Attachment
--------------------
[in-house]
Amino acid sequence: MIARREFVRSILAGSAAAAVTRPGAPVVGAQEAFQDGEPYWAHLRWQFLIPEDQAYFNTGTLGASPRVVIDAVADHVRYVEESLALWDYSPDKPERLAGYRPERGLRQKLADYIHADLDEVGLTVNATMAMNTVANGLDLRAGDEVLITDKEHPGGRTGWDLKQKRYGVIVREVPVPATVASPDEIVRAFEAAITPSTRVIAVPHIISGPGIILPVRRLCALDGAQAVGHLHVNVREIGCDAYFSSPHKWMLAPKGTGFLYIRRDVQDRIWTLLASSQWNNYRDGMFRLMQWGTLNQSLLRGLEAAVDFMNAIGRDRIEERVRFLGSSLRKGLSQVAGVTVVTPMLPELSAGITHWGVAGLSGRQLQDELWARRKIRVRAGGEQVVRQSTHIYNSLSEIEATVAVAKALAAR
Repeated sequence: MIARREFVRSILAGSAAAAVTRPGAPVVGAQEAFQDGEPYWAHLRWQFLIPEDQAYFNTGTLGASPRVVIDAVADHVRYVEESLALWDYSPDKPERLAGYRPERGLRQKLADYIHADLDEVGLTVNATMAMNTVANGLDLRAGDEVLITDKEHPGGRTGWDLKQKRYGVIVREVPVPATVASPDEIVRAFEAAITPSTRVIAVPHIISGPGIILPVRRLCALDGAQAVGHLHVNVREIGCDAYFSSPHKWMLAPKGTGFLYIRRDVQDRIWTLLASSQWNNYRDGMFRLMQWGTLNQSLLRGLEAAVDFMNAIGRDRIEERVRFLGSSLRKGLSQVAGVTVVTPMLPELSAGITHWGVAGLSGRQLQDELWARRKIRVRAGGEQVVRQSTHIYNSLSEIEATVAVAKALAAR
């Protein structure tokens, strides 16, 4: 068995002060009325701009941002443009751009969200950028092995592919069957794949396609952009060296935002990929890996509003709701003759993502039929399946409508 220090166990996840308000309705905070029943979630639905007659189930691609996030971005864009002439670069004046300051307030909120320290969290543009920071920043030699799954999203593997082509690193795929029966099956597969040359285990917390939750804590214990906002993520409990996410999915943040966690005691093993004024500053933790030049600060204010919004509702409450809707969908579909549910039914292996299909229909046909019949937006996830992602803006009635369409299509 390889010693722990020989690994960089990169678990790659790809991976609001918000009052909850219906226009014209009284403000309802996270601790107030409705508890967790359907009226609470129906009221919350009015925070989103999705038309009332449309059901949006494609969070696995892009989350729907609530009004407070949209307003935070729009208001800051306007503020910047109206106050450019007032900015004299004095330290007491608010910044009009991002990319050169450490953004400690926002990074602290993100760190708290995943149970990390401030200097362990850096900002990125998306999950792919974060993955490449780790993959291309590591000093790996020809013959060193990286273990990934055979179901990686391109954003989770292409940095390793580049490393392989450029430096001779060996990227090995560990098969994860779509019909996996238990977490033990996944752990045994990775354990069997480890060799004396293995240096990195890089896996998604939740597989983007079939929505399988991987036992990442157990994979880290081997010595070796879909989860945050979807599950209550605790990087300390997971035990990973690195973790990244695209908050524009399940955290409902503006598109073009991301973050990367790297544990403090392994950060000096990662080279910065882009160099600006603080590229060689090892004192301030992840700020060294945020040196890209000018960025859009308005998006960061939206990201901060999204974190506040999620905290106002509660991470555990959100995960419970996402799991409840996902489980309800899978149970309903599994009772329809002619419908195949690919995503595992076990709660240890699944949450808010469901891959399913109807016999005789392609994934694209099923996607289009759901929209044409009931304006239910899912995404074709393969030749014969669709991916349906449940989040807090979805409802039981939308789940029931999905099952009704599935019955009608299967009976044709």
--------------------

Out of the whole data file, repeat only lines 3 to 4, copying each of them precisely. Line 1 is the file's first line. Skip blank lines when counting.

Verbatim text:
Repeated sequence: MIARREFVRSILAGSAAAAVTRPGAPVVGAQEAFQDGEPYWAHLRWQFLIPEDQAYFNTGTLGASPRVVIDAVADHVRYVEESLALWDYSPDKPERLAGYRPERGLRQKLADYIHADLDEVGLTVNATMAMNTVANGLDLRAGDEVLITDKEHPGGRTGWDLKQKRYGVIVREVPVPATVASPDEIVRAFEAAITPSTRVIAVPHIISGPGIILPVRRLCALDGAQAVGHLHVNVREIGCDAYFSSPHKWMLAPKGTGFLYIRRDVQDRIWTLLASSQWNNYRDGMFRLMQWGTLNQSLLRGLEAAVDFMNAIGRDRIEERVRFLGSSLRKGLSQVAGVTVVTPMLPELSAGITHWGVAGLSGRQLQDELWARRKIRVRAGGEQVVRQSTHIYNSLSEIEATVAVAKALAAR
């Protein structure tokens, strides 16, 4: 068995002060009325701009941002443009751009969200950028092995592919069957794949396609952009060296935002990929890996509003709701003759993502039929399946409508 220090166990996840308000309705905070029943979630639905007659189930691609996030971005864009002439670069004046300051307030909120320290969290543009920071920043030699799954999203593997082509690193795929029966099956597969040359285990917390939750804590214990906002993520409990996410999915943040966690005691093993004024500053933790030049600060204010919004509702409450809707969908579909549910039914292996299909229909046909019949937006996830992602803006009635369409299509 390889010693722990020989690994960089990169678990790659790809991976609001918000009052909850219906226009014209009284403000309802996270601790107030409705508890967790359907009226609470129906009221919350009015925070989103999705038309009332449309059901949006494609969070696995892009989350729907609530009004407070949209307003935070729009208001800051306007503020910047109206106050450019007032900015004299004095330290007491608010910044009009991002990319050169450490953004400690926002990074602290993100760190708290995943149970990390401030200097362990850096900002990125998306999950792919974060993955490449780790993959291309590591000093790996020809013959060193990286273990990934055979179901990686391109954003989770292409940095390793580049490393392989450029430096001779060996990227090995560990098969994860779509019909996996238990977490033990996944752990045994990775354990069997480890060799004396293995240096990195890089896996998604939740597989983007079939929505399988991987036992990442157990994979880290081997010595070796879909989860945050979807599950209550605790990087300390997971035990990973690195973790990244695209908050524009399940955290409902503006598109073009991301973050990367790297544990403090392994950060000096990662080279910065882009160099600006603080590229060689090892004192301030992840700020060294945020040196890209000018960025859009308005998006960061939206990201901060999204974190506040999620905290106002509660991470555990959100995960419970996402799991409840996902489980309800899978149970309903599994009772329809002619419908195949690919995503595992076990709660240890699944949450808010469901891959399913109807016999005789392609994934694209099923996607289009759901929209044409009931304006239910899912995404074709393969030749014969669709991916349906449940989040807090979805409802039981939308789940029931999905099952009704599935019955009608299967009976044709």